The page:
Posted by: Paul A. Forsyth | January 23, 2013

E-readers, the Classics, and the Masses

I have nothing against e-readers. I do not own a tablet myself, but I have friends and co-workers who do, and they sing their praises. And I can see plenty of advantages. My sister’s fiance, Scott, recently acquired an e-reader, and he praises it to the skies; he says that he actually reads more books now than before he had his e-reader. Also, e-readers have been a boon for self-publishing authors.

Personally, I read plenty on my smart phone and my laptop. And I read print books. I don’t own an e-reader, but I could see that changing at some point. So, this is not a Luddite post against e-readers as technology.

Over at the League, J.L. Wall wrote a good post about big box bookstores and the way that they have made classics accessible to the masses. From that angle, the decline of book stores may have some unfortunate repercussions:

I still worry. Without the physical store, without the displays, the tables, the deals, the promise of no additional critical essays, what will guide a reader (no matter their age) to Herodotus, Thoreau, or Willa Cather outside a class syllabus? There’s great promise in the possibility of out-of-copyright works becoming more accessible to more readers than ever before—but there’s also danger in the thought that there will be nothing to guide a reader toward them by chance encounter, that they might come to smell even more of musty classroom learning than before.

Do read the whole thing.

Wall’s post put me in mind of a post by Seanan McGuire from 2011, about e-books and poverty (emphasis added):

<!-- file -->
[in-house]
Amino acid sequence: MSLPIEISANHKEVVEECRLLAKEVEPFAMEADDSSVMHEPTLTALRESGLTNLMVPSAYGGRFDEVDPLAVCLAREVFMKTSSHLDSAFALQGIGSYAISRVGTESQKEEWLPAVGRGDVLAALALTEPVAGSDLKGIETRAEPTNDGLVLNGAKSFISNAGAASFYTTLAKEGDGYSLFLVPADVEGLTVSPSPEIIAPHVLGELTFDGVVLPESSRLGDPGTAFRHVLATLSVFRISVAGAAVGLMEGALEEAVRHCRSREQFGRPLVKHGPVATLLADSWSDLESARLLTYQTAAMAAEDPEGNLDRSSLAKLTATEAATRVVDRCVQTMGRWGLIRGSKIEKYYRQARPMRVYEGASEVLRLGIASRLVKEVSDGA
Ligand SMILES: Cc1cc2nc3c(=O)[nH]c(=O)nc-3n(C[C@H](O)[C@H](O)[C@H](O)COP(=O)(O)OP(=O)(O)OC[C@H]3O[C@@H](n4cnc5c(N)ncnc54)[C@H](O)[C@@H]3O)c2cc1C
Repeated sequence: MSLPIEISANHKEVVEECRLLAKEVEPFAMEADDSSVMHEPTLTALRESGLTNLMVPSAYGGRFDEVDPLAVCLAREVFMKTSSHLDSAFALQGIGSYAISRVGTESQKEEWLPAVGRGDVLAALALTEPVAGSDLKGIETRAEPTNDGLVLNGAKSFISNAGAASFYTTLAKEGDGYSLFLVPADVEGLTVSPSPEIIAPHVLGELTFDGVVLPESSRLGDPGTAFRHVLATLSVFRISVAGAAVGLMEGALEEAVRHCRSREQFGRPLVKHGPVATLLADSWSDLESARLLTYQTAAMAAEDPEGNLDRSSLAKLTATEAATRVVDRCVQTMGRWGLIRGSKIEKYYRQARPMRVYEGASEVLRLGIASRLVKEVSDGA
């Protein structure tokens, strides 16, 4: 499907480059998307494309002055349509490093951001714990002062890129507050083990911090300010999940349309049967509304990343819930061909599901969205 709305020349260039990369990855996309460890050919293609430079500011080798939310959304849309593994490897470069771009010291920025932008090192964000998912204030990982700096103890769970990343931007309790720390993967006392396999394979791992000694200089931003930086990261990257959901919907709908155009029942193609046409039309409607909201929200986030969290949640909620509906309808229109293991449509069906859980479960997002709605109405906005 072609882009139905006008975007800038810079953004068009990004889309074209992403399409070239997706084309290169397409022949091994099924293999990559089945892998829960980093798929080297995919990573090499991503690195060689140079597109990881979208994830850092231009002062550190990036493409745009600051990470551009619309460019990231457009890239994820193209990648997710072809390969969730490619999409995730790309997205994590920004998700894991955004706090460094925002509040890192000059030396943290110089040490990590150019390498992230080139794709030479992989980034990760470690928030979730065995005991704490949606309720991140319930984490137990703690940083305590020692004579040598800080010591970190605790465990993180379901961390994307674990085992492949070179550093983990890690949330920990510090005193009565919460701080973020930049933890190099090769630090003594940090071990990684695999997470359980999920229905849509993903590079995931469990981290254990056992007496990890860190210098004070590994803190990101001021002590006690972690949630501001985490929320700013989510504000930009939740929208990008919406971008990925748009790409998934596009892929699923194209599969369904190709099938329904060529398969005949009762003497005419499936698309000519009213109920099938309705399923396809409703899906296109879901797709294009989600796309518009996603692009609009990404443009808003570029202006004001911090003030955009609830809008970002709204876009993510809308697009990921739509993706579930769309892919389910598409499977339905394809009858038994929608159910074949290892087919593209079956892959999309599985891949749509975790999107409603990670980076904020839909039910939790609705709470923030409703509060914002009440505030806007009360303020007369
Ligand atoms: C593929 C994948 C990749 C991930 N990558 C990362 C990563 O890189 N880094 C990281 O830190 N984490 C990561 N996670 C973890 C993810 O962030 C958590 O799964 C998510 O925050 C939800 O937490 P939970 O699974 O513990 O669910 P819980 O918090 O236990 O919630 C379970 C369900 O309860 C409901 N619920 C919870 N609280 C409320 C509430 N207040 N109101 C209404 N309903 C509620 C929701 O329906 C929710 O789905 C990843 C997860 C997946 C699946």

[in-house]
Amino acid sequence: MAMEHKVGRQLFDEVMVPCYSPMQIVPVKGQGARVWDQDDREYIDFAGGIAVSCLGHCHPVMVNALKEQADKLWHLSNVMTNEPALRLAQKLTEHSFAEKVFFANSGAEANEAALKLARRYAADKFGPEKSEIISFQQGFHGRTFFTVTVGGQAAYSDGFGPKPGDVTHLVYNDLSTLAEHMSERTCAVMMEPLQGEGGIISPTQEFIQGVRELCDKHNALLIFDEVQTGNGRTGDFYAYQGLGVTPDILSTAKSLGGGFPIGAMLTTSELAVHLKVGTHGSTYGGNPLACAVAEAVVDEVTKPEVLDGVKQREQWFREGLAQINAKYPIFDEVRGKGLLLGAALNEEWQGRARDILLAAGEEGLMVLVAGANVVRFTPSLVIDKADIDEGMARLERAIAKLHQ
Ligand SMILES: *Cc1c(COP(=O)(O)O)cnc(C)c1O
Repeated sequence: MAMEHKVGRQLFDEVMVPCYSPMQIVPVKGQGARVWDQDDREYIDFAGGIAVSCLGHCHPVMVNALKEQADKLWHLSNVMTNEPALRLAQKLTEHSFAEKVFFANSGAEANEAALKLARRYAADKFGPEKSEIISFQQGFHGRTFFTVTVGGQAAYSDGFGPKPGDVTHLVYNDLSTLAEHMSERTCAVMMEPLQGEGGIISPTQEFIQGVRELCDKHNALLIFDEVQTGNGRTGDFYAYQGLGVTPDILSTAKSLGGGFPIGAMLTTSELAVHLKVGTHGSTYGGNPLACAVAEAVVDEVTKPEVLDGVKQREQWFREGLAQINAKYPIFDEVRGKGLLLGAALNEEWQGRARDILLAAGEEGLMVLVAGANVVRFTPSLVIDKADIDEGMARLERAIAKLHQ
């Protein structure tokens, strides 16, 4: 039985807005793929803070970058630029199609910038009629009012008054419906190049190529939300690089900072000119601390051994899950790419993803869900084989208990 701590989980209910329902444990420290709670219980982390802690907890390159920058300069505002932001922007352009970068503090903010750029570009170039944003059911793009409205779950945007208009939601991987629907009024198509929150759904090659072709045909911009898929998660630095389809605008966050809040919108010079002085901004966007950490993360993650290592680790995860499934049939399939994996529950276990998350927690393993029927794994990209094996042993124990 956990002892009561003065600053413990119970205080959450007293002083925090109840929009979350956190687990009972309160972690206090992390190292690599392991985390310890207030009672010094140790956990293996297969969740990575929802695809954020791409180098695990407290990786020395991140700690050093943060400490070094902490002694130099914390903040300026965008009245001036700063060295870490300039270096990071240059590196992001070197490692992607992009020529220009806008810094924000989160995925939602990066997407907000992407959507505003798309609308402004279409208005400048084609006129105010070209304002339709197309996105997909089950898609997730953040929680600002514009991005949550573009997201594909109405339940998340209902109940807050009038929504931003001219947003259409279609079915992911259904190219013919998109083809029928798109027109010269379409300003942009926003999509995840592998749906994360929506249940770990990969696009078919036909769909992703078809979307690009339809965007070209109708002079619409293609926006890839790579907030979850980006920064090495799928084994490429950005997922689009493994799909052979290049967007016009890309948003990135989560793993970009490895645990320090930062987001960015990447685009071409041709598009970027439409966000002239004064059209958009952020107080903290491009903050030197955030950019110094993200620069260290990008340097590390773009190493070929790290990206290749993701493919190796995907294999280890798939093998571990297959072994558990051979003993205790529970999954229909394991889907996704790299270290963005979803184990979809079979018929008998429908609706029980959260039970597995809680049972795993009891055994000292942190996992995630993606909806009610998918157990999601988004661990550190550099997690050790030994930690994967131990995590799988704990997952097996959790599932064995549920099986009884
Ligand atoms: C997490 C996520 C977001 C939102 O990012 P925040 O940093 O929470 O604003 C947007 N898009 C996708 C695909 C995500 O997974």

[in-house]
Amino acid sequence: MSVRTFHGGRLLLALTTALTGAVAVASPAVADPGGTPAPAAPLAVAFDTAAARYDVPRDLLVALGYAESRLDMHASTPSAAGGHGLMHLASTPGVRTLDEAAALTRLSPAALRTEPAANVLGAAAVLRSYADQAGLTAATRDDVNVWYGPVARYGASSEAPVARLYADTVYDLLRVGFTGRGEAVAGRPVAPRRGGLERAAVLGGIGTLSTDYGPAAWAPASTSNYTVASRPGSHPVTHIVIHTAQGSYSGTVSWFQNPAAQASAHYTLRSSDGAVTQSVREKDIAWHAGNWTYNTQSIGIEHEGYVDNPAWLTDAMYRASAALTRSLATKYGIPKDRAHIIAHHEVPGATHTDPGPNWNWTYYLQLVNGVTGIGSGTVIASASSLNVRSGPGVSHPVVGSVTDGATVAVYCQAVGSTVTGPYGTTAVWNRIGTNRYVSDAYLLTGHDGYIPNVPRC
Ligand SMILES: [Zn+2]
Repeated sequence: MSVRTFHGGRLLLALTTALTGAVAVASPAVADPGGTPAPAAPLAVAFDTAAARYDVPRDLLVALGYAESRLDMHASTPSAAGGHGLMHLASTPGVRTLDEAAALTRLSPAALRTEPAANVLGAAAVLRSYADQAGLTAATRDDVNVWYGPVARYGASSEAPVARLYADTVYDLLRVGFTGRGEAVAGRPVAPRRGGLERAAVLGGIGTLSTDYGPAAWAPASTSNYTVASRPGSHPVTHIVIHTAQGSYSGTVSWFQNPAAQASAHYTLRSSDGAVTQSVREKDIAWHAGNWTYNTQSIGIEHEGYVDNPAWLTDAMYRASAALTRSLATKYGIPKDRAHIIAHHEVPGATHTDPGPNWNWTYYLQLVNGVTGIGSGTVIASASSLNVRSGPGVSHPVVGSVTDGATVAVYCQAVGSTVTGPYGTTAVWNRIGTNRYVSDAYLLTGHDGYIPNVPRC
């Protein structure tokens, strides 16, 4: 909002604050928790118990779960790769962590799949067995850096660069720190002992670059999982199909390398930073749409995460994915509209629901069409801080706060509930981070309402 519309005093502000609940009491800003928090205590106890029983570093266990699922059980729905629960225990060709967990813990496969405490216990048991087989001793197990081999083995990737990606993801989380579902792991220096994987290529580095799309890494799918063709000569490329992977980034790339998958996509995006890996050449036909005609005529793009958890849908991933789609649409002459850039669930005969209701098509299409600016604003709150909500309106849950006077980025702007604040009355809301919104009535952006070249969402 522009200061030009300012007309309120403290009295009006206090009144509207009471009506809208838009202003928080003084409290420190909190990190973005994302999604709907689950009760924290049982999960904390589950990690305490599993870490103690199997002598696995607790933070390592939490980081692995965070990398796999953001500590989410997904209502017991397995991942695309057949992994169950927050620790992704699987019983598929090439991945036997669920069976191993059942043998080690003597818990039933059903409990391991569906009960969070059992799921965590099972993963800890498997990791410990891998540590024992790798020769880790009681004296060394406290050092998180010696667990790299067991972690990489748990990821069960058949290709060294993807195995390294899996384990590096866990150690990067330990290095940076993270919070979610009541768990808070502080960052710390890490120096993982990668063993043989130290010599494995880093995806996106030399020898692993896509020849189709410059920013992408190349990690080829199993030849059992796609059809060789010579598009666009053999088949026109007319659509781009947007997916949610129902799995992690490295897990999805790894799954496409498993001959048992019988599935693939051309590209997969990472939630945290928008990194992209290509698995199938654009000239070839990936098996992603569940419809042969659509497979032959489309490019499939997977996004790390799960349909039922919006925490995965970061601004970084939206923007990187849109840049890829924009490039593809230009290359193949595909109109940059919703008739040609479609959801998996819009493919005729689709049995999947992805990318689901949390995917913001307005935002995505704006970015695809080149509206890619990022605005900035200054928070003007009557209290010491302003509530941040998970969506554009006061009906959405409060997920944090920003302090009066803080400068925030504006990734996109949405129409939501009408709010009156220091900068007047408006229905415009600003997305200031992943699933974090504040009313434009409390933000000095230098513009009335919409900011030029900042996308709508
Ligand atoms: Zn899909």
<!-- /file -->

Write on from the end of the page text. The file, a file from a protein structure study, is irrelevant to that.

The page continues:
It is sometimes difficult for me to truly articulate my reaction to people saying that print is dead. I don’t want to be labeled a luddite, or anti-ebook; I love my computer, I love my smartphone, and I love the fact that I have the internet in my pocket. The existence of ebooks means that people who can’t store physical books can have more to read. It means that hard-to-find and out of print material is becoming accessible again. I means that people who have arthritis, or weak wrists, or other physical disabilities that make reading physical books difficult, can read again, without worrying about physical pain. I love that ebooks exist.

This doesn’t change the part where, every time a discussion of ebooks turns, seemingly inevitably, to “Print is dead, traditional publishing is dead, all smart authors should be bailing to the brave new electronic frontier,” what I hear, however unintentionally, is “Poor people don’t deserve to read.”

I don’t think this is malicious, and I don’t think it’s something we’re doing on purpose. I just think it’s difficult for us, on this side of the digital divide, to remember that there are people standing on the other side of what can seem like an impassable gorge, wondering if they’re going to be left behind. Right now, more than 20% of Americans do not have access to the internet. In case that seems like a low number, consider this: That’s one person in five. One person in five doesn’t have access to the internet. Of those who do have access, many have it via shared computers, or via public places like libraries, which allow public use of their machines. Not all of these people are living below the poverty line; some have voluntarily simplified their lives, and don’t see the need to add internet into the mix. But those people are not likely to be the majority.

Now. How many of these people do you think have access to an ebook reader?

For more on this topic, see David Rothman and Chris Meadows.

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